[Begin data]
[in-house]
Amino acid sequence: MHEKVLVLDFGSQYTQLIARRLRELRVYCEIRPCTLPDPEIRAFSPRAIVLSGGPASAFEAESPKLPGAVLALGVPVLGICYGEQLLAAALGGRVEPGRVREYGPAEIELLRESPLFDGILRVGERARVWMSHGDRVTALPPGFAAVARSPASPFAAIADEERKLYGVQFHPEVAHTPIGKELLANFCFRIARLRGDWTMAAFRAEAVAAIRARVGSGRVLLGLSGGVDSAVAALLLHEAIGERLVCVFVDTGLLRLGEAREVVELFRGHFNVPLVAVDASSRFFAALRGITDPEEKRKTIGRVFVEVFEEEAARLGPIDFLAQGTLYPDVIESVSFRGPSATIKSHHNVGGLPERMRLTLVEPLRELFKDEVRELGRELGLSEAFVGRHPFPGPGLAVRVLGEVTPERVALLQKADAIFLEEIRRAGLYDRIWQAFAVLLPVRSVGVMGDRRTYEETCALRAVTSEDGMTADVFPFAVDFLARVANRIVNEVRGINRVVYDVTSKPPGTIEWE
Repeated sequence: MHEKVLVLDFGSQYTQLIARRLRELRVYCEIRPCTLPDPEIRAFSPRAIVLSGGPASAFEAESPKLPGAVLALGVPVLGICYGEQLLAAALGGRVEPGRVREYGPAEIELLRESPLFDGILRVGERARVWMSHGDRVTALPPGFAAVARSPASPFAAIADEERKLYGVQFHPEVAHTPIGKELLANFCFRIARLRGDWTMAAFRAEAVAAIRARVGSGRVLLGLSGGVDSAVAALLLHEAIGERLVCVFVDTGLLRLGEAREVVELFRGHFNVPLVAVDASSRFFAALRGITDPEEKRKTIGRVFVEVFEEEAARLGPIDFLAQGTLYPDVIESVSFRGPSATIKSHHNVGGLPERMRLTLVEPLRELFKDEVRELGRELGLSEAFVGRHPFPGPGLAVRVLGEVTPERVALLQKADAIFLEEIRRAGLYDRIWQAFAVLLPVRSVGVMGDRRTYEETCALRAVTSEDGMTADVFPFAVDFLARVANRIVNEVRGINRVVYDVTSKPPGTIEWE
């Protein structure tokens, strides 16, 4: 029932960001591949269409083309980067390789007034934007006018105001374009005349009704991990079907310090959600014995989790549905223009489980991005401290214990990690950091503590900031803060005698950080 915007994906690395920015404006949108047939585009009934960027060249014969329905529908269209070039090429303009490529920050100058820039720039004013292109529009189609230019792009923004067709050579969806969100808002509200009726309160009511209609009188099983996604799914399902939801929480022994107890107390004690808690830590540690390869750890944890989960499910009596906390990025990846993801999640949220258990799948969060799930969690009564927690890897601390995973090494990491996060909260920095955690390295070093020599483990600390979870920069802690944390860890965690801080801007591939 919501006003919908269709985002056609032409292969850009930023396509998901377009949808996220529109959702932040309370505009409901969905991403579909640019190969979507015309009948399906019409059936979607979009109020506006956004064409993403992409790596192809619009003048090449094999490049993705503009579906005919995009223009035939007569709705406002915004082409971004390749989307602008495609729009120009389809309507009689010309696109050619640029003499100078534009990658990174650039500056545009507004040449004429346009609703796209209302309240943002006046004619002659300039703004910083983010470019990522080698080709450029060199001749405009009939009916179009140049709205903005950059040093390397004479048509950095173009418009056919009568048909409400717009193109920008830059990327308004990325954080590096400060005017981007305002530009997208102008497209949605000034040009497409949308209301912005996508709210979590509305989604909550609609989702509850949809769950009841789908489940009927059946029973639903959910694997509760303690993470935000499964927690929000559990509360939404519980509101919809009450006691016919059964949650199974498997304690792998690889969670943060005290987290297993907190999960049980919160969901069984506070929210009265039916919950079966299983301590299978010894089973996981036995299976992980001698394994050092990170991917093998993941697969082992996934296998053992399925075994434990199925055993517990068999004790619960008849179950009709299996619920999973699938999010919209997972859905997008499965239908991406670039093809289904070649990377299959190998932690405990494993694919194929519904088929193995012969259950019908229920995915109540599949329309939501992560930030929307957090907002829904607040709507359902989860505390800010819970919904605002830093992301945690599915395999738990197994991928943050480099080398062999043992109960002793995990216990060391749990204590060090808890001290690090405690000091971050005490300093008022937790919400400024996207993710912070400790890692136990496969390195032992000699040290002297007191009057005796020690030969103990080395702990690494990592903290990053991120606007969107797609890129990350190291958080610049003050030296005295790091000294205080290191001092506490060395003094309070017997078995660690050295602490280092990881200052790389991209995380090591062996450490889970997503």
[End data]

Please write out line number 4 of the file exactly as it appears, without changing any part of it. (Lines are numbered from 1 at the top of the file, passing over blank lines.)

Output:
């Protein structure tokens, strides 16, 4: 029932960001591949269409083309980067390789007034934007006018105001374009005349009704991990079907310090959600014995989790549905223009489980991005401290214990990690950091503590900031803060005698950080 915007994906690395920015404006949108047939585009009934960027060249014969329905529908269209070039090429303009490529920050100058820039720039004013292109529009189609230019792009923004067709050579969806969100808002509200009726309160009511209609009188099983996604799914399902939801929480022994107890107390004690808690830590540690390869750890944890989960499910009596906390990025990846993801999640949220258990799948969060799930969690009564927690890897601390995973090494990491996060909260920095955690390295070093020599483990600390979870920069802690944390860890965690801080801007591939 919501006003919908269709985002056609032409292969850009930023396509998901377009949808996220529109959702932040309370505009409901969905991403579909640019190969979507015309009948399906019409059936979607979009109020506006956004064409993403992409790596192809619009003048090449094999490049993705503009579906005919995009223009035939007569709705406002915004082409971004390749989307602008495609729009120009389809309507009689010309696109050619640029003499100078534009990658990174650039500056545009507004040449004429346009609703796209209302309240943002006046004619002659300039703004910083983010470019990522080698080709450029060199001749405009009939009916179009140049709205903005950059040093390397004479048509950095173009418009056919009568048909409400717009193109920008830059990327308004990325954080590096400060005017981007305002530009997208102008497209949605000034040009497409949308209301912005996508709210979590509305989604909550609609989702509850949809769950009841789908489940009927059946029973639903959910694997509760303690993470935000499964927690929000559990509360939404519980509101919809009450006691016919059964949650199974498997304690792998690889969670943060005290987290297993907190999960049980919160969901069984506070929210009265039916919950079966299983301590299978010894089973996981036995299976992980001698394994050092990170991917093998993941697969082992996934296998053992399925075994434990199925055993517990068999004790619960008849179950009709299996619920999973699938999010919209997972859905997008499965239908991406670039093809289904070649990377299959190998932690405990494993694919194929519904088929193995012969259950019908229920995915109540599949329309939501992560930030929307957090907002829904607040709507359902989860505390800010819970919904605002830093992301945690599915395999738990197994991928943050480099080398062999043992109960002793995990216990060391749990204590060090808890001290690090405690000091971050005490300093008022937790919400400024996207993710912070400790890692136990496969390195032992000699040290002297007191009057005796020690030969103990080395702990690494990592903290990053991120606007969107797609890129990350190291958080610049003050030296005295790091000294205080290191001092506490060395003094309070017997078995660690050295602490280092990881200052790389991209995380090591062996450490889970997503």